I must start by congratulating OUP (Oxford University Press). In 1995 they came up with a stupendous idea and started working on it. Today, twenty years later, millions of readers like me are hooked on to it.

A Very Short Introduction series by OUP is a series of books that cover a wide range of topics. I have read a few titles in the series earlier, but this is the first time I am reviewing one of them.

As the name suggests, each book aims to gi
Daniel Wright
Scientists broadly understand how the brain works from two directions. First, from the bottom up: we know roughly how neurons work and what they do. Second, from the top down: we know which bits of the brain do what.

What we don't know is how these two meet in the middle. Professor O'Shea (of the University of Sussex) is very honest about the shortcomings of neuropsychology (as the study of the brain is known) in comparison with other science. Moreover, although he does clearly see his study as m
Nov 24, 2013 Aaron rated it liked it
Shelves: psychology
This is my third book in the Very Short Introduction series, and this one was middle of the road. It lives up to the expectation as short and accessible introduction to the central nervous system. O'Shea throws in a few interesting facts here and there, and he makes a reasonable effort to illustrate the limitations of the research, of what can be known about the brain. With that said, his writing style is a bit hard to follow and he often goes into more detail than necessary. Because I was a psy ...more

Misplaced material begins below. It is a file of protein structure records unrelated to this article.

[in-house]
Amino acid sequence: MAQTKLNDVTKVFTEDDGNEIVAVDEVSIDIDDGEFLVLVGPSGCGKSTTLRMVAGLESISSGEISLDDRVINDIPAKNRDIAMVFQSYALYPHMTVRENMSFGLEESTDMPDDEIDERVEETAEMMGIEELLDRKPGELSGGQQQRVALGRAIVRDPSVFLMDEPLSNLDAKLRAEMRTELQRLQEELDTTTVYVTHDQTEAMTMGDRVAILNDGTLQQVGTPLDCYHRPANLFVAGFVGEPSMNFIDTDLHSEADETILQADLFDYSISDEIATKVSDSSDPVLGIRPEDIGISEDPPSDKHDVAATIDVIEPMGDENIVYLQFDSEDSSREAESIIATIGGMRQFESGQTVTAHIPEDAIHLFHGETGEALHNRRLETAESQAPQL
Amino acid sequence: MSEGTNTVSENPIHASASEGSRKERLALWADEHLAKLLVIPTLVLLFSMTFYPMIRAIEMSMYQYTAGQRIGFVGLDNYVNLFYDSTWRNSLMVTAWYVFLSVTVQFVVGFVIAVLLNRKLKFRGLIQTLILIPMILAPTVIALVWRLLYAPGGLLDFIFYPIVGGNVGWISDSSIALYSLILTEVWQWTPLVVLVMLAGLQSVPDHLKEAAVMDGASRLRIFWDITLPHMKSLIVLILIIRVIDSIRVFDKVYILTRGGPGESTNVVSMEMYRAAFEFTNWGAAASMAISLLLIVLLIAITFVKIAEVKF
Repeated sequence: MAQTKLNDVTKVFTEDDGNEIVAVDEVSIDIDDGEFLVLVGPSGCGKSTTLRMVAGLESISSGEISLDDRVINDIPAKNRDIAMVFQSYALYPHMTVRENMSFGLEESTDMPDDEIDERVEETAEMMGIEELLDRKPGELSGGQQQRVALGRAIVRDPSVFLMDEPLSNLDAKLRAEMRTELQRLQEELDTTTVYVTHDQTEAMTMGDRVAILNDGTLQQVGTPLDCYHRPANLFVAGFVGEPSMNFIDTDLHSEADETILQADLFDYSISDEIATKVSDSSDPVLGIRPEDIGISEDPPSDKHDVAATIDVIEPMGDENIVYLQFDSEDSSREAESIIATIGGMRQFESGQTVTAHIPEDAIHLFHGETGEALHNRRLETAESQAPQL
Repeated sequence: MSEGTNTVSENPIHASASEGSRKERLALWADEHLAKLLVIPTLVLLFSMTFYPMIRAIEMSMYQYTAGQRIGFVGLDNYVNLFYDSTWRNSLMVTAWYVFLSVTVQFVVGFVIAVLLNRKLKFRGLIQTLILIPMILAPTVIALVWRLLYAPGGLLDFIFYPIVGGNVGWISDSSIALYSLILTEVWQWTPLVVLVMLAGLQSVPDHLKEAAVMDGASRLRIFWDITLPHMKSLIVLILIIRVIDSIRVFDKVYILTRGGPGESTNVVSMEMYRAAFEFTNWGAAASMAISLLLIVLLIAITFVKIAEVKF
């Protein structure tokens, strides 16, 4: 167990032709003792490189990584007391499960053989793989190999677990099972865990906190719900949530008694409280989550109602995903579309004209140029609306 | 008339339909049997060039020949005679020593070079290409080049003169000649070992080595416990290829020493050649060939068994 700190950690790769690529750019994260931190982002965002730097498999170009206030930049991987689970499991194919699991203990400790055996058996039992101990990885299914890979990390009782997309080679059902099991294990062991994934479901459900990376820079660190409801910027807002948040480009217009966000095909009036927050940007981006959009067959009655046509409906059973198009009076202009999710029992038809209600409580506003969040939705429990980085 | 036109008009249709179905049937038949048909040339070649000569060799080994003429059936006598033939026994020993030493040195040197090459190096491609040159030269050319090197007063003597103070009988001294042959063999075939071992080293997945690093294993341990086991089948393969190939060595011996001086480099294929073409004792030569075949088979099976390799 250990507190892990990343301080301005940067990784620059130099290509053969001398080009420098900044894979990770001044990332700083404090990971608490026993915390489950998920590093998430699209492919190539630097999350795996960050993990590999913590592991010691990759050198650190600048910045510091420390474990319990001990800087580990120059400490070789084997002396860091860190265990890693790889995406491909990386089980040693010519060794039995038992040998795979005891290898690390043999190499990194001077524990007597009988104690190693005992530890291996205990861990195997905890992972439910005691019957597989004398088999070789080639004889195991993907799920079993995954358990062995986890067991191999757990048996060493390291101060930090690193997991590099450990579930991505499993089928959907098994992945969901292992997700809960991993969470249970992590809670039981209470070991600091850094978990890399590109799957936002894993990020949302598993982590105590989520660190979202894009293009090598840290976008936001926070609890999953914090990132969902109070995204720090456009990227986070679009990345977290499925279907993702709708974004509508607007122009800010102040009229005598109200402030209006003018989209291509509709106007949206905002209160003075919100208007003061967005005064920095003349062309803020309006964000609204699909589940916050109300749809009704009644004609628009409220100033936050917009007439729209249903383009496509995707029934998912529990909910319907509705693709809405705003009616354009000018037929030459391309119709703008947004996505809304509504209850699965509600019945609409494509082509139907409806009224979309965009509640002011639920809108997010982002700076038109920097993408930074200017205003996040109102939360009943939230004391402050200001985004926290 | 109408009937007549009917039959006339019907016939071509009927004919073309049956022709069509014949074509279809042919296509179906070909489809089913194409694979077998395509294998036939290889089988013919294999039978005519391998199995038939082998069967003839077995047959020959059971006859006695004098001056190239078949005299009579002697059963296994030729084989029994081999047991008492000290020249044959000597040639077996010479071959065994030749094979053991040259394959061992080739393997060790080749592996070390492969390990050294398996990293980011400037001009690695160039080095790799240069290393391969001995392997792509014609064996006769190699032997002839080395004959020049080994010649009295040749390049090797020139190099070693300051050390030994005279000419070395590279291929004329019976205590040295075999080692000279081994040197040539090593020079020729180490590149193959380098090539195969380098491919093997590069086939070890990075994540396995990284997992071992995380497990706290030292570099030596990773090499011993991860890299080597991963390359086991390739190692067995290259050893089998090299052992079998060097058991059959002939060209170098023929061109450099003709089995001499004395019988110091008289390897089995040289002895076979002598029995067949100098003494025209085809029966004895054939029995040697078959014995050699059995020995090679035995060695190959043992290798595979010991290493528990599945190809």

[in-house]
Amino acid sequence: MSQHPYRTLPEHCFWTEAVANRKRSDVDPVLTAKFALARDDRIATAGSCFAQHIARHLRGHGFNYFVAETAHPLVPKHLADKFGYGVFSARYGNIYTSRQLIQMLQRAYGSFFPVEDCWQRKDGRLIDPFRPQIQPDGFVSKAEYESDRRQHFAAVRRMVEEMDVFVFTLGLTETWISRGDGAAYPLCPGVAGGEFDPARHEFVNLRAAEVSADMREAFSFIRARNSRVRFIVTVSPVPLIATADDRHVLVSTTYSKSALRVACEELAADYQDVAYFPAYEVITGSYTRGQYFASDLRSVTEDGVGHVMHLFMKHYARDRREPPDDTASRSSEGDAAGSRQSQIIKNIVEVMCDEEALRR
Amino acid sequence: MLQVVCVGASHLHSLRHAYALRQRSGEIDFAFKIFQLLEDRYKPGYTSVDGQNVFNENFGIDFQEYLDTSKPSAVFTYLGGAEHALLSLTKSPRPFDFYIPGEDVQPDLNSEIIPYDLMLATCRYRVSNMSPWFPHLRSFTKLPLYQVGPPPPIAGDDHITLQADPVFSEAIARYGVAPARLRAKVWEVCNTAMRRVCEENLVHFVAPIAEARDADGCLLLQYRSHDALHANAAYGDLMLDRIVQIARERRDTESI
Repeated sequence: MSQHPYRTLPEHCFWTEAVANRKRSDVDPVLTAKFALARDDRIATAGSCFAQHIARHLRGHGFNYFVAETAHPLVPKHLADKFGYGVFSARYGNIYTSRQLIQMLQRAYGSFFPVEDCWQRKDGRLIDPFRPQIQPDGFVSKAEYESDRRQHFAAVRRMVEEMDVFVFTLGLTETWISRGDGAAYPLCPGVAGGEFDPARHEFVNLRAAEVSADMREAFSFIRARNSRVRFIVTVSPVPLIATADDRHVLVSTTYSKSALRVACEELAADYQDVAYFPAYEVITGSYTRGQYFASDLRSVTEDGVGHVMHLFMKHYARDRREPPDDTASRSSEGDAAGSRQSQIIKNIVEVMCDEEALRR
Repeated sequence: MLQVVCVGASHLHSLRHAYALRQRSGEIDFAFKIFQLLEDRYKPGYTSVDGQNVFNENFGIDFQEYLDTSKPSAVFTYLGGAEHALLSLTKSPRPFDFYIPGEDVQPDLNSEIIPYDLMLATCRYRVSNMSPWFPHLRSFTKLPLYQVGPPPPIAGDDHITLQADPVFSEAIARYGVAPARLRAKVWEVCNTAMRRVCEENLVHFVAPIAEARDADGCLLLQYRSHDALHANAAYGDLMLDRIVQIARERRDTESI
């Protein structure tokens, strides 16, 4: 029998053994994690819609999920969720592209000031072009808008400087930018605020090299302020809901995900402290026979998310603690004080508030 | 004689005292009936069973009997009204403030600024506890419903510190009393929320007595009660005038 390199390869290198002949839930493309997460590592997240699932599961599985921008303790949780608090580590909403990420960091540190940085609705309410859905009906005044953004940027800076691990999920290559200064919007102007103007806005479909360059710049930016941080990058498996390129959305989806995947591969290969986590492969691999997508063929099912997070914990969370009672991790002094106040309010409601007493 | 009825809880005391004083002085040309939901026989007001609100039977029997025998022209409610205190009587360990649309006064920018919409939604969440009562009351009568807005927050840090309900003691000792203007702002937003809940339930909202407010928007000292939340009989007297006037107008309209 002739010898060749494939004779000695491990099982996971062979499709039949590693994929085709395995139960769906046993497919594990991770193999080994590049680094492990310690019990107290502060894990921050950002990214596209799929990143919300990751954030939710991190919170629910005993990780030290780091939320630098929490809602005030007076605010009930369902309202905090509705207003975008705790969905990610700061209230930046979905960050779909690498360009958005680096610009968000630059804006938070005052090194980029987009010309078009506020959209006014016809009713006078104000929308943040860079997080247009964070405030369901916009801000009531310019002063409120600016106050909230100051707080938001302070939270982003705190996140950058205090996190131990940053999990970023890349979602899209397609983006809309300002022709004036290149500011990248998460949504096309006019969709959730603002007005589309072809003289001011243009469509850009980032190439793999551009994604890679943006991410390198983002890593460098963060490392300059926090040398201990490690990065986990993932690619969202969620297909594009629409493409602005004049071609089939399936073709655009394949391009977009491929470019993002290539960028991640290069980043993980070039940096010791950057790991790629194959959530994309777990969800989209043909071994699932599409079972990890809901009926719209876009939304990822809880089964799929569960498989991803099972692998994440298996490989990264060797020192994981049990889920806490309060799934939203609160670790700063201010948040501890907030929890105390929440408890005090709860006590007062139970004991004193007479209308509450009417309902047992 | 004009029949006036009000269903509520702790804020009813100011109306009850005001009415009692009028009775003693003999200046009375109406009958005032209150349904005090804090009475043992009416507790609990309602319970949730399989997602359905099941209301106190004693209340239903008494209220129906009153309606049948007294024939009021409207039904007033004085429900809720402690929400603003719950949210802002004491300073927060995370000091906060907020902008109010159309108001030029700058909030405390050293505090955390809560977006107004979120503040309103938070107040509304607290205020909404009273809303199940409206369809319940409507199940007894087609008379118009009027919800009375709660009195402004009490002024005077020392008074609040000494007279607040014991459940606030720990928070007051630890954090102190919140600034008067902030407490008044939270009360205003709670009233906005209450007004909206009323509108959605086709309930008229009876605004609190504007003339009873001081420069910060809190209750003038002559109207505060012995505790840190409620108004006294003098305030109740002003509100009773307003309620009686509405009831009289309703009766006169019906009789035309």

Apr 15, 2014 Joshua rated it liked it
This is the least good of the Very Short Introduction books I've read since I decided to read all of the ones in areas of interest to me. This text, while interesting, doesn't go into very much and uses a ton of examples obfuscating rather than making clear what's going on. Then, there are streams of jargon-y prose about neuroscience. Since I've done some study of neuroscience, it wasn't too bad for me; however, I wanted more explanation and more time spent describing what's going on. And the la ...more
Christopher Roberts
Sep 28, 2016 Christopher Roberts rated it it was amazing
Shelves: science
This is a phenomenal introductory text. It hits every necessary topic for a rudimentary understanding of neuroscience but also traces the history from Ancient Greek Philosophy to Descartes in order to give philosophical context. It also touches on subjects like free will, while not really developing a philosophical opinion, in order to understand how neuroscience might answer the question that some seem to think has already been answered. The final chapter deals with technology and artificial i ...more
Nov 02, 2015 Daphne rated it liked it